At first glance Kirill Gerstein’s Wigmore Hall programme looked a bit too full of shorter pieces, but a thread emerged of heroism with a tendency to melancholy, giving way to mourning and last things. Gerstein can be a formidable and bracing showman, with more than his fair share of virtuosic glamour, steel and muscle, but here this enviably complete musician dwelt on his more reflective qualities and took us deep inside his skill at illuminating the character of everything he played.
He opened both parts of his recital with Liszt, and you instantly got the point of the ‘Eroica’ Etude in all its brilliance and virtuoso élan, in a performance where you could easily imagine Liszt at the keyboard, turning his swoon-inducing profile to its most seductive advantage to adoring fans as octaves thundered and mighty rhetoric turned ever more orotund. It brought a particular aspect of Liszt vividly to life, heightened by just a hint of sly send-up in the floods of pedal that might, just might, linger too long. It was very much in the spirit and compared well with ‘Funérailles’, in which Gerstein’s tone was more veiled, the pedalling precisely judged to support huge surges of volume and the passage recalling Chopin’s A-flat Polonaise weighed down with virtuosity and tragedy.
The ‘Eroica’ Etude led without a break into Beethoven’s ‘Eroica’ Variations, on a Theme that makes the little Diabelli Waltz seem sophisticated, and again you were completely absorbed into Gerstein’s genius for animating the music. The set was written around the time, 1802, when the haunting miniature of Beethoven was painted – he was thirty-two, confident, handsome and becoming increasingly concerned about his deafness. Set against some sharp-focus ingenuity, the work has its fill of humour and surprises, and Gerstein injected a note of irony into the obsessive decorative riff of Variation XIII and into the cadential walkabouts that temper II & XV.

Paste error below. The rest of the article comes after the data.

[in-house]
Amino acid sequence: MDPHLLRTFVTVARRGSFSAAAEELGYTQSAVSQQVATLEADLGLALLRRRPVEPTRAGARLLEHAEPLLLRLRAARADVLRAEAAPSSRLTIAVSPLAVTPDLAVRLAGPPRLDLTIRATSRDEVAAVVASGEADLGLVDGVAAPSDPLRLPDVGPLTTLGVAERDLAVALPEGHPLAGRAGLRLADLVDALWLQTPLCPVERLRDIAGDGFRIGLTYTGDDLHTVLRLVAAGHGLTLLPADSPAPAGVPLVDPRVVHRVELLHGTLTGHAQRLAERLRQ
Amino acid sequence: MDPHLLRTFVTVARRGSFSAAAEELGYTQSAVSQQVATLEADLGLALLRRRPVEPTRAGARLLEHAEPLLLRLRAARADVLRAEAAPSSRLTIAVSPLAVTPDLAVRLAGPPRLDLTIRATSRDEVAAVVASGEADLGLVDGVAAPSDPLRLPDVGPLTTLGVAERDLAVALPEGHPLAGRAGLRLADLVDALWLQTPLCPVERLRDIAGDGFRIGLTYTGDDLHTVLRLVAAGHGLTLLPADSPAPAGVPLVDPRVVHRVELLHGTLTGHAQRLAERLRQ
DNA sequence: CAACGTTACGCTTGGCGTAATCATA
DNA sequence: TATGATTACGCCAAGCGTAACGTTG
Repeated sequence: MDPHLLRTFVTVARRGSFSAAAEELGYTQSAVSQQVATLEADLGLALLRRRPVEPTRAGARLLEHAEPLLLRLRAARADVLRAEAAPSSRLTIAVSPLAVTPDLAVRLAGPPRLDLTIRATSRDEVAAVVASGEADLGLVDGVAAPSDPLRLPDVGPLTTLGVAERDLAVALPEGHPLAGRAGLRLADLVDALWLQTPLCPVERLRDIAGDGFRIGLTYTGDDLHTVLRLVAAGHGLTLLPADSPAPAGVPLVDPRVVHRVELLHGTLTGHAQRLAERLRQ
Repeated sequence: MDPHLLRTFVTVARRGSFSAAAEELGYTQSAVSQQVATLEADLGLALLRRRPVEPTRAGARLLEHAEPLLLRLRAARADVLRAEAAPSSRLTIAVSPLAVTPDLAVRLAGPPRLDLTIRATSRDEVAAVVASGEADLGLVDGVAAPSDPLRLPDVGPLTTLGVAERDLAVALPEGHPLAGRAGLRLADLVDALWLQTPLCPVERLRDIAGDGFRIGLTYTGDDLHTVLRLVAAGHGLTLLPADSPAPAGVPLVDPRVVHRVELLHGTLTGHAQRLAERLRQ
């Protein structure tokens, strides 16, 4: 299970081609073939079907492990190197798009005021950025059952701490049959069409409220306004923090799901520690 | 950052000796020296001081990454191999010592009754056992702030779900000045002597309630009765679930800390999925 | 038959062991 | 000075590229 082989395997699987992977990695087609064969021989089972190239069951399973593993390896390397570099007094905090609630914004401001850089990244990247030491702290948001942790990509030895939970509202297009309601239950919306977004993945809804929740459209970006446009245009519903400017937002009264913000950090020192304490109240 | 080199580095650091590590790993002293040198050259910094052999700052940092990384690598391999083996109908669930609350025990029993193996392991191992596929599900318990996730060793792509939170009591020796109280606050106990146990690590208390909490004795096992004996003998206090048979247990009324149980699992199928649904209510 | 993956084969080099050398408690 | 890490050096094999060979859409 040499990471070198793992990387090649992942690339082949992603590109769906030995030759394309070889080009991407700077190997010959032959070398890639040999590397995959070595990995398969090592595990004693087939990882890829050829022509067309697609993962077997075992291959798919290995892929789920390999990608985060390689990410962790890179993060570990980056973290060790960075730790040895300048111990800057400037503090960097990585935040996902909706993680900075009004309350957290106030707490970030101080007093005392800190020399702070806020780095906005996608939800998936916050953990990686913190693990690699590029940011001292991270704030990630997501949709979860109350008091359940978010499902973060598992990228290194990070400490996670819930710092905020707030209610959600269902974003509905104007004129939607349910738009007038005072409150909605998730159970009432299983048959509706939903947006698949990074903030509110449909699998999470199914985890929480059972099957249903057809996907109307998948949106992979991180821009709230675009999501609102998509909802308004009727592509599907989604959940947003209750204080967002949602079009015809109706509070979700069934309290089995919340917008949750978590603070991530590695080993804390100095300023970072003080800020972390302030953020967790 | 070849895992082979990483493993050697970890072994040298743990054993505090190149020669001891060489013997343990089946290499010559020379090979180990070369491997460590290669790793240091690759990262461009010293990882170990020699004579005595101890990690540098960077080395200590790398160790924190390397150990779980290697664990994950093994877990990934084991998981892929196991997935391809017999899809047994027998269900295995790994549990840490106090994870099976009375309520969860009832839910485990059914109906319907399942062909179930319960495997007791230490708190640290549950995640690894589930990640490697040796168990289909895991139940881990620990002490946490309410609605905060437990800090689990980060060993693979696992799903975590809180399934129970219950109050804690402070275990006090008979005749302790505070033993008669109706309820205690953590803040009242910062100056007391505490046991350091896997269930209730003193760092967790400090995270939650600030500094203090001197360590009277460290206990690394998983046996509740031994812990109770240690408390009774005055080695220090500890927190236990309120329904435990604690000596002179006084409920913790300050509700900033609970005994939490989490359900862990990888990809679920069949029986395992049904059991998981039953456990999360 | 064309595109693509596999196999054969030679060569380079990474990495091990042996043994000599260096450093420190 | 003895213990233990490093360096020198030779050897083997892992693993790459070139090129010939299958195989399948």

There was also a powerful element of fantasy and jazz-like spontaneity to expand the Janáček, which needs uncompromised vision. Gerstein’s abrasive, searching tone and flexing of Janáček’s motifs that imply big expression with minimum means conveyed the work’s violence and compassion with disarming directness, and reaffirmed the power behind Janáček’s singular, inimitable voice.
Gerstein has performed a lot of Thomas Adès’s music, and the latter’s reworking of the Berceuse from Act Two of The Exterminating Angel is completely at home on the piano, a short tone-poem of understated melancholy with the reach of Isolde’s Liebestod, which Gerstein eased into a half-light through opaque colours and compelling introversion. Two late pieces by Debussy had Gerstein bringing out a new palette of possibilities and approach, followed by a pair of indigenous Dances by Komitas (1869-1935, born Soghomon Soghomonian), the Armenian composer and priest (Komitas his ordination name) whose work preserved the folk-music tradition, and who died having spent years in mental hospitals.
Ravel’s Le tombeau de Couperin ended the programme, the six friends, who all died in the First World War, pictured within with great subtlety and affection. It was a marvellous performance, perfectly poised between Baroque and modernism, played with an effortless range of tonal control, insight and expressive warmth. Gerstein gave two encores, Busoni’s transcription of Bach’s ‘Nun freut euch, lieben Christen’, and a dazzlingly virtuosic account of Chopin’s Waltz in A-flat, Opus 42.